Guest post on Chinese Language in Singapore provided by Guus Goorts from Yago Languages.

 

For a language spoken by so many people, Mandarin is an official language in surprisingly few countries. Outside of the Greater China region (China, Hong Kong, Macao, Taiwan), I can really think only of one country, the one I’m living in: Singapore. So, suppose you spent a couple of months learning Mandarin in Beijing or Shanghai; would you be able to use it in Singapore? Would it be an advantage? In this post, I’ll try to give you an idea of how Mandarin is being used in Singapore.

 

Do all Singaporeans speak Mandarin?

I was once in a police station to update my residential Chinese language in Singaporeaddress. As the young Singaporean Indian officer was helping me to get that done, an older Chinese man entered the police station and addressed the police officer in Mandarin. The officer’s response was: “I don’t speak Mandarin. Malay can?”. And they proceeded in Malay.

About 74% of Singapore’s population is Chinese. The rest are ethnic Malay (13%) or Indian (9%). Within their ethnic group, Indians generally speak Tamil; Malays speak Malay. English is the most important lingua franca among the different ethnic groups and is the language used in school, by the government and in business.

Besides English, “Singlish” plays an important role. It combines the vocabularies and grammar patterns of different Chinese dialects, English, Malay and Tamil. The so-spoken Singlish is a fascinating language. When Chinese sentence patterns are combined with English words, you get results like this:

–        “Want or not?” –Meaning “Do you want this?” from 要不要?”/ “yāo bù yào?”
–        “Can”– Meaning “ok”, “yes”, or “alright” from the Chinese 可以”/ “kěyǐ”

Not even all Chinese in Singapore speak Mandarin. Many of the older generation speak dialects, but have not learned Mandarin in school. Since 1966, though, every ethnic Chinese student has to pass Mandarin as a mandatory subject. So if you meet a Chinese Singaporean below the age of about 50, you can expect him or her to speak both English and Mandarin.

 

Is Mandarin in Singapore the same as in China?

Difference in languageThere is a distinct difference in pronunciation and word usage, which you can liken to Dutch vs. Flemish, British vs. American English, and so on.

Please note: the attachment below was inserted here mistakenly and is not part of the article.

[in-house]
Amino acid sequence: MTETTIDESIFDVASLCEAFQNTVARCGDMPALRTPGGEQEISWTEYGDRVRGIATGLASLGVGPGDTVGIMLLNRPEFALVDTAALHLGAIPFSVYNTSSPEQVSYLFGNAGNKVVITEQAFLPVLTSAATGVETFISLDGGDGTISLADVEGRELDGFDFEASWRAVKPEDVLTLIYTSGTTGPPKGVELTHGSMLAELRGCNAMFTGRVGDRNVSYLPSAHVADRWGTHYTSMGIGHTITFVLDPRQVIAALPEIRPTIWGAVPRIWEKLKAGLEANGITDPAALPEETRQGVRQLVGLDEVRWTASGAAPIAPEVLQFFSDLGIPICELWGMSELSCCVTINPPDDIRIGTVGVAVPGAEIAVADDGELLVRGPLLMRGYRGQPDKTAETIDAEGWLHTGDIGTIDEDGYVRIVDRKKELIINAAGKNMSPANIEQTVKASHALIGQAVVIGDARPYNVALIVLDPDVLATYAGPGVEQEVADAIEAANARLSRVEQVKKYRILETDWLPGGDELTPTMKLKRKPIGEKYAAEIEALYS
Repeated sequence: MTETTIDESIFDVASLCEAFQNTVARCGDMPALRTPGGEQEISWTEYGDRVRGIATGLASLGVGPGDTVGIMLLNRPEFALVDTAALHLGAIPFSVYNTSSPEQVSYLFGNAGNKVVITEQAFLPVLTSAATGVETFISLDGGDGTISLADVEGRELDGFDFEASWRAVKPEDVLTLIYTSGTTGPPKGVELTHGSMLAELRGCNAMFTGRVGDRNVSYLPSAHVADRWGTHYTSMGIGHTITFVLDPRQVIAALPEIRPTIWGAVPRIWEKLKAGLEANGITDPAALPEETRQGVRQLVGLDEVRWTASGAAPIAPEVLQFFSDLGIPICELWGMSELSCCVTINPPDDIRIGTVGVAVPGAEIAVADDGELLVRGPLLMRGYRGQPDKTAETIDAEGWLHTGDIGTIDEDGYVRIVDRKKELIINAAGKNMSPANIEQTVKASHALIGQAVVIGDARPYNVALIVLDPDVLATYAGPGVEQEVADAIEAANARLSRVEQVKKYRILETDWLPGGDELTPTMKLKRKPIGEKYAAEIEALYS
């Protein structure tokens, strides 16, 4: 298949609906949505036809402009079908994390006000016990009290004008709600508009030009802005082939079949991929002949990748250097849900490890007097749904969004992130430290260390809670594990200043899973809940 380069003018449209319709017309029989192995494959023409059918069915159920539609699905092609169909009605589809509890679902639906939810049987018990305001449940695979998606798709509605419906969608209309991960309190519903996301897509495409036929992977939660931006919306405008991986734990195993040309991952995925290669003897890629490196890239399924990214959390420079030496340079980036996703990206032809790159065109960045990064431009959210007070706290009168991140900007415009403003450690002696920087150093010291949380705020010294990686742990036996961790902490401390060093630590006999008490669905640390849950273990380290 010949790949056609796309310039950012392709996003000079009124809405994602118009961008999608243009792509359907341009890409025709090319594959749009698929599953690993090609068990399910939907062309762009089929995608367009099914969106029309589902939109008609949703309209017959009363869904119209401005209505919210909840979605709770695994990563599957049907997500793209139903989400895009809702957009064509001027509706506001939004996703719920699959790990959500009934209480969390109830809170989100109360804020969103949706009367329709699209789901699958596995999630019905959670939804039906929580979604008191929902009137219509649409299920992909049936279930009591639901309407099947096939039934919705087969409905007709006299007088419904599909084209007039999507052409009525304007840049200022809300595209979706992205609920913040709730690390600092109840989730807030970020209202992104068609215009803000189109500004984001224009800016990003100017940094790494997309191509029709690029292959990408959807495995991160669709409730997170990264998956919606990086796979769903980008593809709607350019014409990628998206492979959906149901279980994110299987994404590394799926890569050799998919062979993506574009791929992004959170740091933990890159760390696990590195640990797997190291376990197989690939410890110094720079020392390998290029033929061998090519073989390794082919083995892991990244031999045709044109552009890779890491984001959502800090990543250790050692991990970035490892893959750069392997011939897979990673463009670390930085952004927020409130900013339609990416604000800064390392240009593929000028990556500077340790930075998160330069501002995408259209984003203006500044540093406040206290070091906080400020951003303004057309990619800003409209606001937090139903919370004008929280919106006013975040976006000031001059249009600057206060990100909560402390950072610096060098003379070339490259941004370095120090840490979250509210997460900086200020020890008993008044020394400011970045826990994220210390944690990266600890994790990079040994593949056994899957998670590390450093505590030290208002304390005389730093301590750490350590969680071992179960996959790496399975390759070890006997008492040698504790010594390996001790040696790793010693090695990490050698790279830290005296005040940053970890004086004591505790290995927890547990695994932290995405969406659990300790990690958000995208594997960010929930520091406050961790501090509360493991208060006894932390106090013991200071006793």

I learned Mandarin in Singapore from Chinese and Taiwanese teachers. Which means that my vocabulary and pronunciation is very ‘mainland style’. That’s funny, because the Mandarin you actually hear here on the streets is very different. Here are a few examples.

 

Mandarin language: 中文(zhōngwén ) vs. 华语(huáyǔ )

In Chinese class, I’ve learned to use 中文(China’s language), but on the streets you’ll always hear 华语(language of the [ethnic] Chinese). It’s a subtle but important difference. Singaporean Chinese feel Chinese in a cultural sense, but Singapore is their country, not China.

Market: 市场(shìchǎng ) vs. 把沙(bǎshā )

For the word “market”, Chinese Singaporeans use “basha”, which sounds a lot like the Malay word for market: “pasar”.

Bus: 公共汽车(gonggong qiche) vs. 巴士(bāshì)

巴士(bāshì) coming from the English “bus”.

Besides the different words in their vocab, I would say that Singaporeans’ vocab isn’t as deep as that of mainland Chinese’s (or PRC’s, as they’re called here: people from the People’s Republic of China). If I hear a Singaporean speak Mandarin, I can follow them word by word. If the topic becomes too complicated, Singaporeans typically will say the difficult words in English. For PRC’s, whether I can follow the conversation depends very much on the topic!

 

What’s the writing style? Traditional or simplified?

Unlike Taiwan and Hong Kong, Singapore has been using simplified Chinese characters for a long time and it’s pretty much the only thing you’d meet.

 

Is Mandarin a ‘must-have’ skill to succeed in Singapore?

Bluntly put, no. As you’ve just read, not even all born and bred Singaporeans speak Mandarin. But if you do speak Mandarin, it will definitely make you feel at home more quickly. I always enjoyed going to lunch with my Singaporean colleagues and hearing them banter in a combination of Mandarin, English and Singlish. It was great for them not to feel obliged to speak English when I was at the table. They would have done that, but it would feel a little  awkward, and I wouldn’t have been able to feel as much part of the group as now.

In short

Mandarin, besides English, can probably be considered Singapore’s second language. While there are some differences, mainland Chinese can get around and feel at home just fine in Singapore, and Singaporeans have little issues with their Mandarin in China. Don’t learn Mandarin to “do business in Singapore”, but if your intention is to get closer to people, then being able to speak Mandarin works wonders at breaking the ice.

 

Guus Goorts, originally from the Netherlands, has lived in Singapore since 2006. He is a student of Mandarin and founder of Yago Languages, an online guide to language schools in Singapore. Guus normally blogs at http://yago.sg/blog.

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